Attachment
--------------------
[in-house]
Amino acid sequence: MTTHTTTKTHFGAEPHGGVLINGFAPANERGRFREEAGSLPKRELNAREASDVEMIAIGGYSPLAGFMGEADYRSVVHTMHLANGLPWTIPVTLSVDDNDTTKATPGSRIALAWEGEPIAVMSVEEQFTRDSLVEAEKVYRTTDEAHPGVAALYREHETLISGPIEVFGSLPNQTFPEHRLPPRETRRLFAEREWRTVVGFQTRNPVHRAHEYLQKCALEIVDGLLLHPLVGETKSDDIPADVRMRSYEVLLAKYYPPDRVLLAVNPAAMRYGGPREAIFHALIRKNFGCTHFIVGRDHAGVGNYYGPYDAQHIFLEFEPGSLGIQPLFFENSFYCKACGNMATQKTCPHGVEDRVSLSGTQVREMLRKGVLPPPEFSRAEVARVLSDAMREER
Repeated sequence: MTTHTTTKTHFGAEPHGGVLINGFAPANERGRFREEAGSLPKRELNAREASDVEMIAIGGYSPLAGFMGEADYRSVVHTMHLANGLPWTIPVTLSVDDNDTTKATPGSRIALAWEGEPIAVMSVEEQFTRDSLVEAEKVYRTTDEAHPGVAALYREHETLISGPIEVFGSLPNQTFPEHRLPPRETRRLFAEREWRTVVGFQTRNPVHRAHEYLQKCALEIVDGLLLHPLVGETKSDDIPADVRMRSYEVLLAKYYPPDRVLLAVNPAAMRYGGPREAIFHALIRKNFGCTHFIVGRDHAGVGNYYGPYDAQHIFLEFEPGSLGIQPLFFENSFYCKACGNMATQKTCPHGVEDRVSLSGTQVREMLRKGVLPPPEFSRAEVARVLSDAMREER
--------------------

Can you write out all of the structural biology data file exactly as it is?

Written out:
[in-house]
Amino acid sequence: MTTHTTTKTHFGAEPHGGVLINGFAPANERGRFREEAGSLPKRELNAREASDVEMIAIGGYSPLAGFMGEADYRSVVHTMHLANGLPWTIPVTLSVDDNDTTKATPGSRIALAWEGEPIAVMSVEEQFTRDSLVEAEKVYRTTDEAHPGVAALYREHETLISGPIEVFGSLPNQTFPEHRLPPRETRRLFAEREWRTVVGFQTRNPVHRAHEYLQKCALEIVDGLLLHPLVGETKSDDIPADVRMRSYEVLLAKYYPPDRVLLAVNPAAMRYGGPREAIFHALIRKNFGCTHFIVGRDHAGVGNYYGPYDAQHIFLEFEPGSLGIQPLFFENSFYCKACGNMATQKTCPHGVEDRVSLSGTQVREMLRKGVLPPPEFSRAEVARVLSDAMREER
Repeated sequence: MTTHTTTKTHFGAEPHGGVLINGFAPANERGRFREEAGSLPKRELNAREASDVEMIAIGGYSPLAGFMGEADYRSVVHTMHLANGLPWTIPVTLSVDDNDTTKATPGSRIALAWEGEPIAVMSVEEQFTRDSLVEAEKVYRTTDEAHPGVAALYREHETLISGPIEVFGSLPNQTFPEHRLPPRETRRLFAEREWRTVVGFQTRNPVHRAHEYLQKCALEIVDGLLLHPLVGETKSDDIPADVRMRSYEVLLAKYYPPDRVLLAVNPAAMRYGGPREAIFHALIRKNFGCTHFIVGRDHAGVGNYYGPYDAQHIFLEFEPGSLGIQPLFFENSFYCKACGNMATQKTCPHGVEDRVSLSGTQVREMLRKGVLPPPEFSRAEVARVLSDAMREER